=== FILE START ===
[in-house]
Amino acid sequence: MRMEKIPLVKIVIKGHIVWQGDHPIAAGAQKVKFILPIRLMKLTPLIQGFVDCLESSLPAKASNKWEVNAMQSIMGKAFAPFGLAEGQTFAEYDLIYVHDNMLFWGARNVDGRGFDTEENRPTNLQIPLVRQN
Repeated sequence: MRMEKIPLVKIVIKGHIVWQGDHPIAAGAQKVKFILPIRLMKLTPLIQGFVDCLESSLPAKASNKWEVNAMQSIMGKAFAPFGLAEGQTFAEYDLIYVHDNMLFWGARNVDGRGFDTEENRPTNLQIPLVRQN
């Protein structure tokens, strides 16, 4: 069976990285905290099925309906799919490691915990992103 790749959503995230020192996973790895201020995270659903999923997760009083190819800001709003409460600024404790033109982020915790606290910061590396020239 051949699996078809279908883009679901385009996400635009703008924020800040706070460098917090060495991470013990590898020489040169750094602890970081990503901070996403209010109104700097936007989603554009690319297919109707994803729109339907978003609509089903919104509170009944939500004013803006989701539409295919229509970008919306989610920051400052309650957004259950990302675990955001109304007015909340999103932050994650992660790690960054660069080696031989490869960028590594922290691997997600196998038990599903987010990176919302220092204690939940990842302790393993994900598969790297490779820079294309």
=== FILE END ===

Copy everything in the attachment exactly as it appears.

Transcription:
[in-house]
Amino acid sequence: MRMEKIPLVKIVIKGHIVWQGDHPIAAGAQKVKFILPIRLMKLTPLIQGFVDCLESSLPAKASNKWEVNAMQSIMGKAFAPFGLAEGQTFAEYDLIYVHDNMLFWGARNVDGRGFDTEENRPTNLQIPLVRQN
Repeated sequence: MRMEKIPLVKIVIKGHIVWQGDHPIAAGAQKVKFILPIRLMKLTPLIQGFVDCLESSLPAKASNKWEVNAMQSIMGKAFAPFGLAEGQTFAEYDLIYVHDNMLFWGARNVDGRGFDTEENRPTNLQIPLVRQN
């Protein structure tokens, strides 16, 4: 069976990285905290099925309906799919490691915990992103 790749959503995230020192996973790895201020995270659903999923997760009083190819800001709003409460600024404790033109982020915790606290910061590396020239 051949699996078809279908883009679901385009996400635009703008924020800040706070460098917090060495991470013990590898020489040169750094602890970081990503901070996403209010109104700097936007989603554009690319297919109707994803729109339907978003609509089903919104509170009944939500004013803006989701539409295919229509970008919306989610920051400052309650957004259950990302675990955001109304007015909340999103932050994650992660790690960054660069080696031989490869960028590594922290691997997600196998038990599903987010990176919302220092204690939940990842302790393993994900598969790297490779820079294309």